There seemed to be no stopping Quartet in 1981. Children’s books were a specialized market that conventional wisdom said was better left to those experienced in the field. Nevertheless two illustrated books appeared: Liza’s Yellow Boat by Bel Mooney, the well-known Fleet Street journalist; and The Adventures of Chatrat by Venetia Spicer, whose father was a director of Lonrho. Despite both titles achieving reasonable sales, Quartet took a policy decision that this line of publishing was not really their forte. The experiment had been well worth the effort but the possibilities were not pursued. The only exception to the rule was made in 1983 for a charming book by Paula Yates, illustrated by Sophie Windham, called A Tail of Two Kitties. It told the story of two cats, Porky and Rowdy, thrown together by fate in the Clapham home of the Yates family. Porky had been rescued from a cats’ home whereas Rowdy, a white-haired Persian feline, had been acquired from a smart pet shop in Bond Street. Rowdy at once became the family favourite, thanks not only to his good looks but also to his ingratiating behaviour. All of this inevitably irritated Porky, who always got the blame for Rowdy’s escapades. It was an amusingly entertaining tale of the trials and tribulations in the lives of two cats.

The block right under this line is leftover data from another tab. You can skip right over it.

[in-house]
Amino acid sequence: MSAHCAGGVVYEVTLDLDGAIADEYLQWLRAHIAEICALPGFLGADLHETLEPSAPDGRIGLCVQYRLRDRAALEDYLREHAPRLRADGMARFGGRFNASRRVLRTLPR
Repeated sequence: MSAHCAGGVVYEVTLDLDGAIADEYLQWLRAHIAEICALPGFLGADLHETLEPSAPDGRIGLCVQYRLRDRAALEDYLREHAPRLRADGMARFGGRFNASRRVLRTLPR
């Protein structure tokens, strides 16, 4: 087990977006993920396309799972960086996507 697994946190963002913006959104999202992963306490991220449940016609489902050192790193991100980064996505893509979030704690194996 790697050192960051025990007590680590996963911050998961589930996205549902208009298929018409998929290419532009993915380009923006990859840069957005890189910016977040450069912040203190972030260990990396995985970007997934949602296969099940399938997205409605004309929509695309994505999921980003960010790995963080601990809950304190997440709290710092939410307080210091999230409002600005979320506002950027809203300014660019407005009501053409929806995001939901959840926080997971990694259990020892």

I had known Paula Yates since she was fifteen, having met her at the home of my friend, Michael Deakin. Michael and I were planning to collaborate with her father, Jess Yates, also known as ‘The Bishop’, on producing a musical extravaganza for the famous Casino du Liban in 1974. Jess was out of work after having been discredited by scandal following his antics in Spain with a buxom blonde at the same time as he was fronting the religious television programme ‘Stars on Sunday’. In the end, our efforts came to nothing, partly because Jess’s frame of mind was in total disarray and he was feeling the pinch financially. Scandal continued to stalk him when four years after his death in 1993 it emerged that Paula’s biological father was not in fact Jess but Hughie Green of television’s ‘Opportunity Knocks’.

I followed Paula’s career over the years. In 1978 she posed for Penthouse magazine, and in the 1980s became widely known as a co-presenter, with Jools Holland, of the Channel 4 pop-music programme ‘The Tube’. In 1986 she married Bob Geldof, whom I first met in New York through Sabrina Guinness. We remained in touch until two years before her tragic death, but I will always remember her as an impish teenager with a sharp cheeky tongue, always full of mischief. She was a child of her generation, out to try anything to create a sensation yet invariably great fun – a gifted extrovert whose zany personality endeared her to her many friends.

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